Netherlands based indie game development studio Wispfire, recently announced the launch of their Kickstarter campaign for the interactive visual novel, “Herald.” Determined to create story focused titles with historical events and references, Wispfire believes that “Herald” embodies everything they hope to include in a video game.
Designed to mix both point & click adventure and visual novel elements into the gameplay, “Herald” sets gamers on a journey over the open ocean to face a number of moral, social, and racial questions. Players control Devan Rensburg, a man of mixed heritage on a journey to discover his roots. Set in an alternate 1857, the West has been united as a single empire known as the Protectorate. While Devan was raised and educated in the West, he was born in the Eastern Colonies and books passage on-board a ship called the Herald, to return to the country of his birth.
Players will be exposed to a wide range of conflicts stemming from cultural and societal tensions, which have been mounting in this fictional re-imaging of 1857. Choice will play a major role in the development of the narrative as dialogue and story options will drastically change how the crew, other passengers, and Devan react or respond to each other.
Lead Writer and Researcher Roy van der Schilden sat down to explain some more about why the themes of this project are important to his studio, and give some additional insight into the historical time-period that inspired the project.
Jesse Tannous: Tell me a bit about how your studio initially formed and why you place importance on having your games be story driven and involve historical events.
Roy van der Schilden: Wispfire was founded by four people who had just graduated from the study “Design for Virtual Theatre in Games”: a study which mixed game design with theatre. As such, all founders had an interest in storytelling and how theatre elements could be applied to game design.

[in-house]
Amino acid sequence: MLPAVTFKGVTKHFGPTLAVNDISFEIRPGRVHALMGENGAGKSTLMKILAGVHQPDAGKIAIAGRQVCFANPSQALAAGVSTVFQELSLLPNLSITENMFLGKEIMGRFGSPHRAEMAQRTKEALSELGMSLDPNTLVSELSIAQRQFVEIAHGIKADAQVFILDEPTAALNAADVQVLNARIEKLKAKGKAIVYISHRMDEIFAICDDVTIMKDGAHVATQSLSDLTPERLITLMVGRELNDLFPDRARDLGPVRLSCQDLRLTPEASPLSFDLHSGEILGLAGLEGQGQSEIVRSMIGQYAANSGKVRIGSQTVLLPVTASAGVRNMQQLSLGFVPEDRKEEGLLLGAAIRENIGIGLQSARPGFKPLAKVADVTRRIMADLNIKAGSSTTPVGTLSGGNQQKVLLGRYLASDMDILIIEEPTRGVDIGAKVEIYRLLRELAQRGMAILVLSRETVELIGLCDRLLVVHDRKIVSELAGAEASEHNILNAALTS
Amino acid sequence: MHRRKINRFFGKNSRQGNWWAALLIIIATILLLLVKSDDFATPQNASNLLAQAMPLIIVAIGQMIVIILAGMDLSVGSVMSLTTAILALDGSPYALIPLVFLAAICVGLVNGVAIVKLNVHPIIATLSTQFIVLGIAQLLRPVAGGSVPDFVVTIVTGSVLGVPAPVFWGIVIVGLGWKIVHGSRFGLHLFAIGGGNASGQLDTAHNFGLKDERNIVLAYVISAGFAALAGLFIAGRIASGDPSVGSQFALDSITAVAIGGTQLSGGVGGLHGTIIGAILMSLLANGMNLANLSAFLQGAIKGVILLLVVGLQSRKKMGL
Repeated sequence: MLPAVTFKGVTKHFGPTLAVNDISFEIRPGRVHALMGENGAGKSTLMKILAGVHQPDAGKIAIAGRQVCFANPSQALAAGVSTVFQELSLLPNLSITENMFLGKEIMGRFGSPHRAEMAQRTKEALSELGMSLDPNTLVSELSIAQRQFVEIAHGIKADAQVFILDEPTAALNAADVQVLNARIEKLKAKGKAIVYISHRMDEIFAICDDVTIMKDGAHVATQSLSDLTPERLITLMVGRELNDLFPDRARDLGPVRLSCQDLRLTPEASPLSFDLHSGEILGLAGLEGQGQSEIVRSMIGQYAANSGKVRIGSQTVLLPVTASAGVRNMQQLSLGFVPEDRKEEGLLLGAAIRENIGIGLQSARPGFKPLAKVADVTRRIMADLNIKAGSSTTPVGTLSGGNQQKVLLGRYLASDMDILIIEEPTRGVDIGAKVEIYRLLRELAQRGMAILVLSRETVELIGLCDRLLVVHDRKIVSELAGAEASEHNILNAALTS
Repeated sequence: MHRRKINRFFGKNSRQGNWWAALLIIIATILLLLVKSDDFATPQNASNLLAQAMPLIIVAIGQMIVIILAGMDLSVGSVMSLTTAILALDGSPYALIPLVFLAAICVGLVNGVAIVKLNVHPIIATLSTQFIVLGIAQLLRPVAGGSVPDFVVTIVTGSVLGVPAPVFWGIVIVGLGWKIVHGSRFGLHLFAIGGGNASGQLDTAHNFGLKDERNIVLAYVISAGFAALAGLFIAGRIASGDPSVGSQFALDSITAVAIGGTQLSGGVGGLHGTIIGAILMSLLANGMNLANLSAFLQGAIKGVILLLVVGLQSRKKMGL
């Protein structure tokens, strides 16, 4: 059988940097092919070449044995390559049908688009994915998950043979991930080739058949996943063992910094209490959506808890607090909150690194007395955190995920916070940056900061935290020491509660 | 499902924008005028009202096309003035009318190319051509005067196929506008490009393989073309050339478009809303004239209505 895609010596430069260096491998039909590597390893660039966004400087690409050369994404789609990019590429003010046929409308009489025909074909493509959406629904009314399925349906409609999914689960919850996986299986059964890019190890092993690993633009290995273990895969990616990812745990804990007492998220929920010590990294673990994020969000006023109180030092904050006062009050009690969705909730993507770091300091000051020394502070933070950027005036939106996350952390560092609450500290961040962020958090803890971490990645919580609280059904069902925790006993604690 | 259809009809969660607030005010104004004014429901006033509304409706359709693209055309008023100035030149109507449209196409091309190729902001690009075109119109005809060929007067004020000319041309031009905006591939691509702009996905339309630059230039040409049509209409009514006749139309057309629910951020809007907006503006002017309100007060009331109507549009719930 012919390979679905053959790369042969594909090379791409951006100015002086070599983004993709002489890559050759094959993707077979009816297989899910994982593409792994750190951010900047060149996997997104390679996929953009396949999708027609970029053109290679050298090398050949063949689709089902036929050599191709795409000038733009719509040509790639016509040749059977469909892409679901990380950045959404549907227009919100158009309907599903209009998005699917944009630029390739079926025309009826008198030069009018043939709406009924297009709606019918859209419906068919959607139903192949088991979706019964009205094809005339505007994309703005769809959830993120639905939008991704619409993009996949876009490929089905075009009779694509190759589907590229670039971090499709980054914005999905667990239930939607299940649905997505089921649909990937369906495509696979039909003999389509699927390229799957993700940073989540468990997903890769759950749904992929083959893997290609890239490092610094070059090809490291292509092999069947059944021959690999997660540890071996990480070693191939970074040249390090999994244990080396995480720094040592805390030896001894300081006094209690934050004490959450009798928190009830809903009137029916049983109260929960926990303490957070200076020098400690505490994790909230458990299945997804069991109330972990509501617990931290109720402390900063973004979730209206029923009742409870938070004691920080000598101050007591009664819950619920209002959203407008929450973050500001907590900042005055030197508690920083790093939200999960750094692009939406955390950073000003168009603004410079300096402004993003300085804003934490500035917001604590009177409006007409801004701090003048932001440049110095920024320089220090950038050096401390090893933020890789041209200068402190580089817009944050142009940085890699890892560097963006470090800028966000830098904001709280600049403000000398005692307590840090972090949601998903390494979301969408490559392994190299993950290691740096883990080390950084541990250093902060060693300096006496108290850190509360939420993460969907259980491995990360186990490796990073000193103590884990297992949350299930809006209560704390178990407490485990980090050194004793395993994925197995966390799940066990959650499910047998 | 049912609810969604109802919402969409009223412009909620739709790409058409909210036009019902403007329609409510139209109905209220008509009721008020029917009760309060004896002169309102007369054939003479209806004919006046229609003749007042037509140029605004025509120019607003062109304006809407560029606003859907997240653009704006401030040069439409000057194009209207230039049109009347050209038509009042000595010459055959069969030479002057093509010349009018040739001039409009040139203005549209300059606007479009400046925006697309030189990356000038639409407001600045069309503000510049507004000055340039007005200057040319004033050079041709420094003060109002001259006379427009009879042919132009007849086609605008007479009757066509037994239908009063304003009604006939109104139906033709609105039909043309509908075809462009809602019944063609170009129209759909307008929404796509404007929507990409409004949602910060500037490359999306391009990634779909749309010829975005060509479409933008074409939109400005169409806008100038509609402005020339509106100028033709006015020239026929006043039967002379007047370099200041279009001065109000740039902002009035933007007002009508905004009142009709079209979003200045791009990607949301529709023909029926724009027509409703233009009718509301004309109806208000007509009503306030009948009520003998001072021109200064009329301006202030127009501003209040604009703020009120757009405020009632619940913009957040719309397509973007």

Next to storytelling, history, and how it relates to common day society, has always been another big inspiration for our team. History is an incredible source of inspiration for any form of art. When it comes to developing story-driven games, history can provide all the material you require when it comes to setting up your world, your characters and designing interesting dilemmas.
Seeing how history still influences our society to this day, we also feel research into many historical subjects can provide valuable insight when it comes to understanding modern-day events.
JT: Without spoiling too much of the story, what kinds of themes, topics, or questions do you hope to display for players during the course of “Herald?”
RS: The idea of “Herald” resulted from our interest in the 19th century as both an exciting setting and an interesting time of change. During this time, worldwide trade and colonialism had led to mass migration of people and their cultures. The concept of a multicultural society, a “melting” pot of different people living together, was starting to become a common concept in larger societies. However, inequality and prejudice were still running rampant. As such, many fights over people’s rights were fought. New laws were introduced, like the ones abolishing slavery, in answer to this growing concern for human rights. World powers were forced to give up their colonies, or struck back with overwhelming military force, usually both.
In short, the 19th century, just as our time, was a time of great change. With “Herald,” we wanted to tell a story about someone experiencing these changes in a time of great inequality and prejudice.
Devan’s mixed heritage is reflected in the way the crew of the Herald reacts to him. To some high ranking officers he is a man of vague south-asian descent hopelessly trying to fit in, even though you’ve had the same education and speak the English language fluently. To some of the lower ranked crew members your manners and accent quickly give you away; you are but a western man posing as a native.
“Herald’s” dialogue choices often allow you to choose a side within these conflicts. Though it should be mentioned that the topic of racism is but a form of prejudice resulting from a much larger conflict: Cultural Imperialism, the concepts of groups imposing authority over others they deem beneath them, robbing them from their culture and identity.